For four decades, Pat Richardson has given a boost to students who came to Wake Tech needing extra help, whether they were soldiers, immigrants or young high school graduates.
Richardson was an early adopter of the idea that these adult students, who come from so many different backgrounds, needed tutoring that treated them as individuals, not the standardized approach that was in place when she started in the 1970s.
Over the years, she helped pioneer a series of programs that culminated in the college’s Individualized Learning Center, where trained staff now help students catch up in crucial subjects such as math, reading and writing by creating personalized study plans in one-on-one meetings.
Richardson rose from a tutor to the first director of the center, and later became the first dean of the department created to include the center and other services to support struggling students. Now nearing 80, Richardson still works two days a week, tutoring students in writing and study skills.
“Pat has been an integral part of programs that support student learning and an advocate for students’ success,” says Carrie Carreño-Zingaro, coordinator of the Individualized Learning Center. “It was truly her inspiration to tailor the learning process to individuals.”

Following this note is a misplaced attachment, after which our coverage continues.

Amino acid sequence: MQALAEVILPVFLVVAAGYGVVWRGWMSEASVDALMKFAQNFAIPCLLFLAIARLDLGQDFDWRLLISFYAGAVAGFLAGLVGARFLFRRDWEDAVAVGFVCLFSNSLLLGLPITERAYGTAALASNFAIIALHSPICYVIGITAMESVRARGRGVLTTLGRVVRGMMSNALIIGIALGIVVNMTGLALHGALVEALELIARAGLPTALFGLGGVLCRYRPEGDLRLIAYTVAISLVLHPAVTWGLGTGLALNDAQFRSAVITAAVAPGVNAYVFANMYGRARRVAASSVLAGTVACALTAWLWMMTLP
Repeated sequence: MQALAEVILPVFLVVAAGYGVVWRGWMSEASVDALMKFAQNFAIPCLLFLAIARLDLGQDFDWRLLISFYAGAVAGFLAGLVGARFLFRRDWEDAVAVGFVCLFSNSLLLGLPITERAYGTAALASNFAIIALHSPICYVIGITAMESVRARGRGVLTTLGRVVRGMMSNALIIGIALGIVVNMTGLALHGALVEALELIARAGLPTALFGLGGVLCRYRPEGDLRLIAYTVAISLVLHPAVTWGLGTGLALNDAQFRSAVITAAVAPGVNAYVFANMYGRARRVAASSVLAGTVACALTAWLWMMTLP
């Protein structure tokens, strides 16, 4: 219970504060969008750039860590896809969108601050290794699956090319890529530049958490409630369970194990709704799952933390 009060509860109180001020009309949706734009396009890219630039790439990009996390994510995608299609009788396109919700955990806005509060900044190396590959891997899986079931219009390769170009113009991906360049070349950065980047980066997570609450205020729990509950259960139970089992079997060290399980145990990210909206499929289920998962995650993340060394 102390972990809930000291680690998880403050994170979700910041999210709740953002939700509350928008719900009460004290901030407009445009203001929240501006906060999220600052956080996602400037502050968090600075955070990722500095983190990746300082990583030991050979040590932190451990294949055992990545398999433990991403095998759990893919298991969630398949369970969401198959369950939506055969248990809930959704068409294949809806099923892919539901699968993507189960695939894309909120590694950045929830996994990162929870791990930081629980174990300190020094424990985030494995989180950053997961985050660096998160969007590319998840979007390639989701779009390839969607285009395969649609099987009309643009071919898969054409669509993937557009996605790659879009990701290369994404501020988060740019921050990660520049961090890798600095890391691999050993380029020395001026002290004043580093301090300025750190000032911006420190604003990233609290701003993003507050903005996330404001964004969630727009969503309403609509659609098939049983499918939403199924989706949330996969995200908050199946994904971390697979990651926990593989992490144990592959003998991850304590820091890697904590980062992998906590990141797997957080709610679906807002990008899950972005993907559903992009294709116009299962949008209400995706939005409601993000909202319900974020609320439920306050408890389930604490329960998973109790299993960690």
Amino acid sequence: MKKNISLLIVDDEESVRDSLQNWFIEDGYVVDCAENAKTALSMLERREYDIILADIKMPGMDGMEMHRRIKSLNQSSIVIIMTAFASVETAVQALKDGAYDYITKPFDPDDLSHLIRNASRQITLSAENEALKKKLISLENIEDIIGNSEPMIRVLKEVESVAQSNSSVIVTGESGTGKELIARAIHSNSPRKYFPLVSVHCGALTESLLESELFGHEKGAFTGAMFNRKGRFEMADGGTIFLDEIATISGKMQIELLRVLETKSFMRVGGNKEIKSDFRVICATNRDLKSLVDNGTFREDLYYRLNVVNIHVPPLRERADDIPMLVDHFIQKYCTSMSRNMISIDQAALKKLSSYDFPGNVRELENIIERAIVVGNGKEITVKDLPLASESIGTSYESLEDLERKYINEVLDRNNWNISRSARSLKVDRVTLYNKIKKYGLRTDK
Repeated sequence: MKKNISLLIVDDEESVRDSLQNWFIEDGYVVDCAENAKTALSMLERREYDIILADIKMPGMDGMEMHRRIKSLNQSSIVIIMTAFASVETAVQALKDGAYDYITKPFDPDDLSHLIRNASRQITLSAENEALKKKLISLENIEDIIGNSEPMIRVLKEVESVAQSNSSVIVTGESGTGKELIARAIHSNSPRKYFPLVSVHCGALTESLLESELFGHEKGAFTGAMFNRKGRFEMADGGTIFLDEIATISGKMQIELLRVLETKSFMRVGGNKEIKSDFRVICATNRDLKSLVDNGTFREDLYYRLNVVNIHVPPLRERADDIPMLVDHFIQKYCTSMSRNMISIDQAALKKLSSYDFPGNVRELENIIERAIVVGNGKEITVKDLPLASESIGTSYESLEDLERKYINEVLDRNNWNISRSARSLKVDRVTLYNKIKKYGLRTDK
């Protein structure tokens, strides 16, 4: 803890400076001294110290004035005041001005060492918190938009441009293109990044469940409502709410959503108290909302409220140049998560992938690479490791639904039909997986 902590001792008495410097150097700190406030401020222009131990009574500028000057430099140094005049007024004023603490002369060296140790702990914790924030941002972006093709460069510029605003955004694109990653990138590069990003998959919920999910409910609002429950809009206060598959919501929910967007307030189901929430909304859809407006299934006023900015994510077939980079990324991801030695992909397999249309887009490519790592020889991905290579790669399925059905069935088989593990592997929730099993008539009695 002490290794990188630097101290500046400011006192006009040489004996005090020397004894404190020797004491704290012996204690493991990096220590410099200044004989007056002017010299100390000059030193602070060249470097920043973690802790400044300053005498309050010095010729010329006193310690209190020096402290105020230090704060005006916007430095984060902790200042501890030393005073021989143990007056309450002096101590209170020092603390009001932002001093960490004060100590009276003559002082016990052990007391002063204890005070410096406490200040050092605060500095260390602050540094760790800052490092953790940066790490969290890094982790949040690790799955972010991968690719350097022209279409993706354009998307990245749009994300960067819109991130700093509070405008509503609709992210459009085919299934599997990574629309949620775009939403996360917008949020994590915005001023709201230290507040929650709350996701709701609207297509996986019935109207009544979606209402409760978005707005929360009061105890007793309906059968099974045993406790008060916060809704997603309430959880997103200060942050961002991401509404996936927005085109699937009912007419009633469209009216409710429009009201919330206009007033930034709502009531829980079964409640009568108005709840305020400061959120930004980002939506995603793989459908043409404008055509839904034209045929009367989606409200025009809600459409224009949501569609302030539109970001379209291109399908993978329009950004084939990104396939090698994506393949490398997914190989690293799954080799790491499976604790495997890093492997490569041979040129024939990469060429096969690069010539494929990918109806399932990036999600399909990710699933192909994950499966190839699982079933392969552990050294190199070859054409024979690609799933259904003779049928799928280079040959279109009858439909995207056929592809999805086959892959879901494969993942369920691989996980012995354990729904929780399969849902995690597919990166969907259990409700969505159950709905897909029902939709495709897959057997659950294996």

Though she briefly taught younger students, Richardson says she loves working with adults, particularly those seeking second chances after previous academic failures. While her role has been to get their skills to the level needed for college work, she says part of that is helping them understand their own potential.
“You never know what happened in years past that is holding people back,” says Richardson. “Not everyone is a diamond in the rough, but all of us have something hidden in there. Some people it’s never unearthed, and that breaks my heart.”
Richardson’s own life was marred by tragedy early on.
She was born and grew up in Benson, raised on a family farm that thrived on tobacco. Her mother was sick throughout much of her childhood, and her younger brother died young. As a girl she remembers resisting the idea of being the spoiled only child, doted on by the father who raised her.
She also remembers loving anything creative – art, dance, and particularly music. She was a regular in theater events in high school and planned to study music at Salem State University.
But her plans were derailed when her father died during her senior year of high school.
She studied voice and piano at Campbell University and eventually graduated from UNC-Chapel Hill with a teaching degree after a brief stint at Meredith College.
Her first job as a teacher was at the U.S. Navy base in Virginia Beach, where she went with a few of her fellow graduates. From there she got a job as a reading specialist at Fort Bragg, where she taught soldiers in the 82nd Airborne.
She married and had a son, but after seven years of marriage, she divorced and moved to Raleigh with her son.
She taught in public elementary and middle schools for a few years before taking a job at Wake Tech in 1972, in what was then called the “Programmed Materials Library.”
It was a closet-sized space where students came to study for the test that could earn them the equivalent of a high school diploma, using a set series of reading and math exercises.
Wake Tech, less than a decade old when she started, was primarily a vocational school back then, preparing its graduates for careers as plumbers or automotive technicians. Early on, many of her students were veterans whose reading and writing skills kept them from completing these courses.